Fitch Ratings — Although the rating agency already considers quality metrics in its criteria and credit analysis, it’s assessing if hospital boards and senior staff are giving quality sufficient attention in the transition to a fee-for-value model. As part of its credit evaluation, Fitch reviews scores from the Hospital Consumer Assessment of Healthcare Providers and Systems, the first national standardized survey of patients' perspectives of hospital care. The scores, which are posted on the CMS website, are used to determine value-based reimbursement and readmissions bonuses and penalties. Additionally, Fitch asks hospitals to estimate potential future Medicare rate penalties related to HCAHPS or readmissions as well as provide data on the level of patient revenues that are “at risk” for quality performance under their payor contracts.

In evaluating creditworthiness, Fitch recognizes that tracking and reporting quality and safety indicators will impact a provider’s reimbursement and competitive positioning, which are key credit factors. The rating agency will review a hospital’s publicly available quality scores, which may include readmission rates and value-based purchasing metrics, as well as its overall commitment to establishing a culture centered on delivering safe, high-quality care.

According to Fitch, it focuses on IT investments in its assessments and asks hospitals to report on meaningful use, ICD-10 readiness and their Health Information Management Systems Society  level. Overall, the rating agency focuses on consistent improvement across industry standards and results compared with competing hospitals as part of a broader analysis on clinical strategy and competitive positioning.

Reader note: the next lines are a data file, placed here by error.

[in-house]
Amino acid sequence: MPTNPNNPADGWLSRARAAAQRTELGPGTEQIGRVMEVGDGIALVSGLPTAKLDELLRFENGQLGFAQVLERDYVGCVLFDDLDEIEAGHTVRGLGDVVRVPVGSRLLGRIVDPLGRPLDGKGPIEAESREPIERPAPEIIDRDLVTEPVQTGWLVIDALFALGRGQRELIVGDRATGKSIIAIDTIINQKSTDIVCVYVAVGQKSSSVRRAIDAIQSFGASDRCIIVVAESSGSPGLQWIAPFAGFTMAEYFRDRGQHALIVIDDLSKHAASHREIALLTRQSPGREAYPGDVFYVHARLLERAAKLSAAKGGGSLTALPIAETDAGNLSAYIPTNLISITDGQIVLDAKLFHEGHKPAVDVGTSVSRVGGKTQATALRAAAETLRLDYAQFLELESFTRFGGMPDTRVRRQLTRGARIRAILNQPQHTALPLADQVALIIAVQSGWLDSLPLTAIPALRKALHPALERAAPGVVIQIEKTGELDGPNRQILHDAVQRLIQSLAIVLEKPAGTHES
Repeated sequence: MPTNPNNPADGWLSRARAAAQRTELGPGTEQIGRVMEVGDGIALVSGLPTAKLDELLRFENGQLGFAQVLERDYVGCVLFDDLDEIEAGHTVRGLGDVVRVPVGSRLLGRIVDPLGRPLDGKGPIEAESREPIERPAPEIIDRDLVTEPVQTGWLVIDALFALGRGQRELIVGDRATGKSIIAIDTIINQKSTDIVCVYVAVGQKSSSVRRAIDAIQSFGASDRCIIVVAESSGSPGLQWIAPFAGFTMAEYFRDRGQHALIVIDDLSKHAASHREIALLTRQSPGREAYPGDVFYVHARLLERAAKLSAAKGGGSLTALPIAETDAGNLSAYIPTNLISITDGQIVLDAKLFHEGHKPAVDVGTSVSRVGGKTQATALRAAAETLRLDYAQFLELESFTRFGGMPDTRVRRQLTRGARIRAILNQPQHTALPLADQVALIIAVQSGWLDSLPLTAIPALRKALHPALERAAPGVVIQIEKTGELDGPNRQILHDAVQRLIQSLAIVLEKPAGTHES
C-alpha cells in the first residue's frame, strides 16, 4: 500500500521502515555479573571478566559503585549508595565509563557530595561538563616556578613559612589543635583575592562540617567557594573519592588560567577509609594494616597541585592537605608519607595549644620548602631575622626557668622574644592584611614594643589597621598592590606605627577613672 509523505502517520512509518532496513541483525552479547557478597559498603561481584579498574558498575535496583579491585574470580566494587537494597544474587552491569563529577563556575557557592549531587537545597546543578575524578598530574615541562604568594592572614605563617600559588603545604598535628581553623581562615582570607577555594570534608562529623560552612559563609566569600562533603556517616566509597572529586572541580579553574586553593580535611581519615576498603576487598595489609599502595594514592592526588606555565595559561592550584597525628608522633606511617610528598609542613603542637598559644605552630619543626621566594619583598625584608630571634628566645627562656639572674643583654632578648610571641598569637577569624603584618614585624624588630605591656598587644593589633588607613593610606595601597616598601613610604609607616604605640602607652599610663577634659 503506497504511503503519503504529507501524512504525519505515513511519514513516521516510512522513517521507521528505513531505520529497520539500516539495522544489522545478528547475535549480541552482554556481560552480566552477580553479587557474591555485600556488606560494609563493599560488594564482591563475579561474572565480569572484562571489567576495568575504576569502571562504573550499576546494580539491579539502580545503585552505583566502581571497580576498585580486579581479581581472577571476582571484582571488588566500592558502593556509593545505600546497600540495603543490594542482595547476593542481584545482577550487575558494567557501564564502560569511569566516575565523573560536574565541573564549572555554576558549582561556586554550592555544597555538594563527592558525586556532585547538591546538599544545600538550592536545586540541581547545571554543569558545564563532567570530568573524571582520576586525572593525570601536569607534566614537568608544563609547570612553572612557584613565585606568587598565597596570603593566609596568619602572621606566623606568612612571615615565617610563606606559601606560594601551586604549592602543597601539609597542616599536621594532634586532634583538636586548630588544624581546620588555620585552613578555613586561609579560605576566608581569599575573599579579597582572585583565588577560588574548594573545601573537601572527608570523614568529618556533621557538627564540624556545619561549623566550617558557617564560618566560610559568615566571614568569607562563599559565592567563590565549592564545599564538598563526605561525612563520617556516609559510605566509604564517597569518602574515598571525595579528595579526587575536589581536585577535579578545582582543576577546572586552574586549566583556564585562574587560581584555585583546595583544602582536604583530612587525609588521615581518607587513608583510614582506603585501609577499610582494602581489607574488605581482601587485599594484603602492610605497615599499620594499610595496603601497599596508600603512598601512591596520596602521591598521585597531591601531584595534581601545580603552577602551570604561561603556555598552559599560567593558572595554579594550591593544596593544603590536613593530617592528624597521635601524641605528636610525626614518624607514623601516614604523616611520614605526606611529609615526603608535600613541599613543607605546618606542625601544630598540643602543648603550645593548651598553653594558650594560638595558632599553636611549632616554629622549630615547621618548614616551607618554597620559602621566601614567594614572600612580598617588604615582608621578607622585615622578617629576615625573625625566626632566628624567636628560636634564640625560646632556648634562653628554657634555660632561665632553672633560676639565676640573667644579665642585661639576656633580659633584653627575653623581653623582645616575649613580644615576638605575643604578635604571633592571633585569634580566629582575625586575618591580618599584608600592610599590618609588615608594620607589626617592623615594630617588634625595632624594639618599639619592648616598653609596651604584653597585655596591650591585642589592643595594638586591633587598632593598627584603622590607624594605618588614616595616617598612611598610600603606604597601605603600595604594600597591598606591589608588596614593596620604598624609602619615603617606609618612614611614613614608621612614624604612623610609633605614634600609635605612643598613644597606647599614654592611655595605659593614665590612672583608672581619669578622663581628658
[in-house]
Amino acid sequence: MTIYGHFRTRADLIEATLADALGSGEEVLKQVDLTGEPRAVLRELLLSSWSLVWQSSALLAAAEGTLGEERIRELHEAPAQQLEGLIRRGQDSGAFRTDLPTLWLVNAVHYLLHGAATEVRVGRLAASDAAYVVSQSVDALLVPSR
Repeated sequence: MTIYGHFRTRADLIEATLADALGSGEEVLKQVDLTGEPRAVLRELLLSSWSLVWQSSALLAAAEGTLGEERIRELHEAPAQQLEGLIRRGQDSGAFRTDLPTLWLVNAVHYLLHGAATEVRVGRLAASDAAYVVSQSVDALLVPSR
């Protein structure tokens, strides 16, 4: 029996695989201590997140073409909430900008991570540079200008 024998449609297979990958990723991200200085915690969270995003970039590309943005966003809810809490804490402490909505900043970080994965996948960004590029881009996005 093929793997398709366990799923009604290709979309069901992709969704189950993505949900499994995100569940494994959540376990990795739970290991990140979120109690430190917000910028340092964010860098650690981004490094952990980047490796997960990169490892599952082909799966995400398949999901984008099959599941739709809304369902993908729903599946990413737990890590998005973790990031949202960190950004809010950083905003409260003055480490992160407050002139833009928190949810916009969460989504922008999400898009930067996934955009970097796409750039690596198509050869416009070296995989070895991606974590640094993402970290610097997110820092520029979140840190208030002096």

In assessing quality measures for hospitals, credit rating agencies will be gauging whether a hospital has the clout (scale) to deliver the metrics when needed along with each’s own mix of quantitative and qualitative indicators. Not all hospitals will be at the forefront of innovation and new healthcare strategies because of their size and scope; however, all providers should focus their efforts in developing an informed leadership, expanding access and, especially, improving quality and the patient experience. To remain competitive, hospitals should implement best practices on a large scale and manage costs to keep pace with reimbursement cuts. Finally, when looking to access the capital markets, hospitals need to be familiar with the credit evaluation process, how ratings are evolving in the new normal and be prepared to benchmark themselves to investment-grade medians.

Quintin Harris is a vice president for Lancaster Pollard based out of the firm’s office in Lawrence, Kan., and is the lead healthcare banker for clients in Minnesota, Iowa and Nebraska. In 2011, he underwrote the firm’s healthcare “Deal of the Year.” Prior to joining Lancaster Pollard, Quintin led a distinguished career in international development working in South America and Central Asia. He is a regular speaker on capital funding topics for healthcare providers.